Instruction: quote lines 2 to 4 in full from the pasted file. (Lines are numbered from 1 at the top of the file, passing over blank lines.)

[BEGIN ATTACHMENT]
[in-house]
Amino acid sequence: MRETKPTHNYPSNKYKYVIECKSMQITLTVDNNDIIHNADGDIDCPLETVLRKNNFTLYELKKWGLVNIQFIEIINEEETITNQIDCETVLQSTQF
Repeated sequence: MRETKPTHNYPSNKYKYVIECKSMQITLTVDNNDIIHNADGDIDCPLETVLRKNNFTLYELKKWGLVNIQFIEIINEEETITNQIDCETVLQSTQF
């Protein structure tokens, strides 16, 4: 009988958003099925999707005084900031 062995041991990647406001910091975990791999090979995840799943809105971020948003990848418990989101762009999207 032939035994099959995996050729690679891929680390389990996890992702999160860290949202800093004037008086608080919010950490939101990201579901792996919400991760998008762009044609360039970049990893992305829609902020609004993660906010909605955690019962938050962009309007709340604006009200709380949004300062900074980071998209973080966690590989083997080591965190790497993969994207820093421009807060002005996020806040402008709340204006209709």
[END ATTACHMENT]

Amino acid sequence: MRETKPTHNYPSNKYKYVIECKSMQITLTVDNNDIIHNADGDIDCPLETVLRKNNFTLYELKKWGLVNIQFIEIINEEETITNQIDCETVLQSTQF
Repeated sequence: MRETKPTHNYPSNKYKYVIECKSMQITLTVDNNDIIHNADGDIDCPLETVLRKNNFTLYELKKWGLVNIQFIEIINEEETITNQIDCETVLQSTQF
């Protein structure tokens, strides 16, 4: 009988958003099925999707005084900031 062995041991990647406001910091975990791999090979995840799943809105971020948003990848418990989101762009999207 032939035994099959995996050729690679891929680390389990996890992702999160860290949202800093004037008086608080919010950490939101990201579901792996919400991760998008762009044609360039970049990893992305829609902020609004993660906010909605955690019962938050962009309007709340604006009200709380949004300062900074980071998209973080966690590989083997080591965190790497993969994207820093421009807060002005996020806040402008709340204006209709």